Gautam Narula is a 2016 Georgia Author of the Year
Atlanta-based author Gautam Narula says, “I write code and words to make the world a better place.” His memoir Remain Free has made him a Foreword Reviews INDIEFAB 2015 Book of the Year Finalist, a 2016 Next Generation Indie Book Awards Finalist (Current Events/Social Change), the 2016 IPPY Awards Bronze Medalist, and now the 2016 Georgia Author of the Year (Memoir/Autobiography).
Narula is a writer and software developer. In 2006, at the age of 13, he wrote "The Novice Chess Player's Manual" and its successor, "Chess for the Novice Player," in 2010. He attended the University of Georgia from 2011-2014, where he studied Computer Science and Political Science as a Foundation Fellow and National Merit Scholar.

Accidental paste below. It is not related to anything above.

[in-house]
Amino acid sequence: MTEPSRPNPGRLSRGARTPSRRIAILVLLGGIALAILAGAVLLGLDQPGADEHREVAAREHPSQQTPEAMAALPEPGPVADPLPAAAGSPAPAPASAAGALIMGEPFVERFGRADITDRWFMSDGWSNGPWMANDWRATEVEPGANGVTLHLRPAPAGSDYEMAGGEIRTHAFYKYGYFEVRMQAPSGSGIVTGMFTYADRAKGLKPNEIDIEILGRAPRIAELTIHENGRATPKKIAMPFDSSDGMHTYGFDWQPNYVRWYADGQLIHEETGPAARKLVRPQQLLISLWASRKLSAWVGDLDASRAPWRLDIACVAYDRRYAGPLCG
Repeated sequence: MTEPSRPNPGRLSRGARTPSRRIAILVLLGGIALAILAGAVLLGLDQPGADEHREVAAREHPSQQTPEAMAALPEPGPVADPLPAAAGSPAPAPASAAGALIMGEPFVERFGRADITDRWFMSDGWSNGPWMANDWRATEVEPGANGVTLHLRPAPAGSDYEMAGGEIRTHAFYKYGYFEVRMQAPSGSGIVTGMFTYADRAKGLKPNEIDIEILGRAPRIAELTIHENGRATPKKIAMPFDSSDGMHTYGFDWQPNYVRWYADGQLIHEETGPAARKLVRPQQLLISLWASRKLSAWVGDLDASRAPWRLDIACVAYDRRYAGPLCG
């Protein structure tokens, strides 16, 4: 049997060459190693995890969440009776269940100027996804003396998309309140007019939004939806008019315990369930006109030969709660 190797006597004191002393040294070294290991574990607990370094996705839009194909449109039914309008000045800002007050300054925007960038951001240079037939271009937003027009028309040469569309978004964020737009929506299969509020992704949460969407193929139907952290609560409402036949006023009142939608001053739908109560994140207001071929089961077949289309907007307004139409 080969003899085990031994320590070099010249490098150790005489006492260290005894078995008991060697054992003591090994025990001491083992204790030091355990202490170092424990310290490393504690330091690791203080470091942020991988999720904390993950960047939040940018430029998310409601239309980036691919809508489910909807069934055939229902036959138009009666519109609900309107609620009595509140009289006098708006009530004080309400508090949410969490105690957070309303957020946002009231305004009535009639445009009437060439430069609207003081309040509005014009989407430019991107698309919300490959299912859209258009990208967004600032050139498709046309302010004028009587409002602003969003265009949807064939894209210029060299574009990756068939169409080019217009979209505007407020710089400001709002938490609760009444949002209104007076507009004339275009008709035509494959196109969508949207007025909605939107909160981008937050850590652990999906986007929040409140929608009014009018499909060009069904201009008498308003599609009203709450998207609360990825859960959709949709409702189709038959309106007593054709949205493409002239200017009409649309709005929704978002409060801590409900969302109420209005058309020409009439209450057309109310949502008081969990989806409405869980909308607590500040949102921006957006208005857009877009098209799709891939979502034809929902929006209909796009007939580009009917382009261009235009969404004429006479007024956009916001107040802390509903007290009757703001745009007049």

In 2008, at the age of 15, Narula became acquainted with death-row inmate Troy Davis. Their friendship grew until Davis’s execution in 2011, which took place in the context of worldwide calls for retrial and clemency by Amnesty International, Pope Benedict XVI, and a number of Nobel Peace Prize laureates.
During that time, Narula also interned for Amnesty International, a human rights organization. After raising over $11,000 in one month for its publication, he wrote Remain Free, the award-winning memoir detailing his friendship with Davis and his years working on the case while exploring the issues that plague the death penalty and our justice system. Profits from the book will be donated to the Innocence Project, a nonprofit that works to exonerate wrongfully convicted individuals through DNA testing.
Website Bonus Feature
talk from May 2016, titled “Coming of Age on Death Row” hosted by CreativeMornings Boston
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